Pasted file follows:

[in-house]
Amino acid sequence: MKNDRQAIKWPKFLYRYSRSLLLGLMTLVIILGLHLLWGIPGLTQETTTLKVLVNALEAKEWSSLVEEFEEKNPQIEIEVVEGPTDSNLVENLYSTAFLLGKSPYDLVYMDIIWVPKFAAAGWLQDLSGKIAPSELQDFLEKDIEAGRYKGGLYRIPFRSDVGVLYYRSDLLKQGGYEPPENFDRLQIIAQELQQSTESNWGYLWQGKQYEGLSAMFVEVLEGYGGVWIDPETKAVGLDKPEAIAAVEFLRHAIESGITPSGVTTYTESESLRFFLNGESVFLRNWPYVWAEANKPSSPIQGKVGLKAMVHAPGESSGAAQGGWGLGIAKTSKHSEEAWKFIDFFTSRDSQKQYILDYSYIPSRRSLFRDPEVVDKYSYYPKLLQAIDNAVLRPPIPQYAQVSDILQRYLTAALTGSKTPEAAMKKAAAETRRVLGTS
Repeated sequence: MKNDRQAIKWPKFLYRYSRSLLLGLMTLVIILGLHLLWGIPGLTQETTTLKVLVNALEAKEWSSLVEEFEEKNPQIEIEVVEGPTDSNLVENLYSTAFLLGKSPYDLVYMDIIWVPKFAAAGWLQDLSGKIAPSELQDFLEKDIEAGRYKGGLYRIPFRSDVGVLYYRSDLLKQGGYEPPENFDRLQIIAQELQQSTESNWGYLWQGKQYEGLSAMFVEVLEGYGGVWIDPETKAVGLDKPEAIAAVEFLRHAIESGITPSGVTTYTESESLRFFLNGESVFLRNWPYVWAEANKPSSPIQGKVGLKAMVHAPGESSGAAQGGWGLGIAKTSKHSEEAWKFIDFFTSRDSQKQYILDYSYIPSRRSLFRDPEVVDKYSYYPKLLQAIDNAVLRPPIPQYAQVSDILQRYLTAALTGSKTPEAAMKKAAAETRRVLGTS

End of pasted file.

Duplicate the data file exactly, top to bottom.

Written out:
[in-house]
Amino acid sequence: MKNDRQAIKWPKFLYRYSRSLLLGLMTLVIILGLHLLWGIPGLTQETTTLKVLVNALEAKEWSSLVEEFEEKNPQIEIEVVEGPTDSNLVENLYSTAFLLGKSPYDLVYMDIIWVPKFAAAGWLQDLSGKIAPSELQDFLEKDIEAGRYKGGLYRIPFRSDVGVLYYRSDLLKQGGYEPPENFDRLQIIAQELQQSTESNWGYLWQGKQYEGLSAMFVEVLEGYGGVWIDPETKAVGLDKPEAIAAVEFLRHAIESGITPSGVTTYTESESLRFFLNGESVFLRNWPYVWAEANKPSSPIQGKVGLKAMVHAPGESSGAAQGGWGLGIAKTSKHSEEAWKFIDFFTSRDSQKQYILDYSYIPSRRSLFRDPEVVDKYSYYPKLLQAIDNAVLRPPIPQYAQVSDILQRYLTAALTGSKTPEAAMKKAAAETRRVLGTS
Repeated sequence: MKNDRQAIKWPKFLYRYSRSLLLGLMTLVIILGLHLLWGIPGLTQETTTLKVLVNALEAKEWSSLVEEFEEKNPQIEIEVVEGPTDSNLVENLYSTAFLLGKSPYDLVYMDIIWVPKFAAAGWLQDLSGKIAPSELQDFLEKDIEAGRYKGGLYRIPFRSDVGVLYYRSDLLKQGGYEPPENFDRLQIIAQELQQSTESNWGYLWQGKQYEGLSAMFVEVLEGYGGVWIDPETKAVGLDKPEAIAAVEFLRHAIESGITPSGVTTYTESESLRFFLNGESVFLRNWPYVWAEANKPSSPIQGKVGLKAMVHAPGESSGAAQGGWGLGIAKTSKHSEEAWKFIDFFTSRDSQKQYILDYSYIPSRRSLFRDPEVVDKYSYYPKLLQAIDNAVLRPPIPQYAQVSDILQRYLTAALTGSKTPEAAMKKAAAETRRVLGTS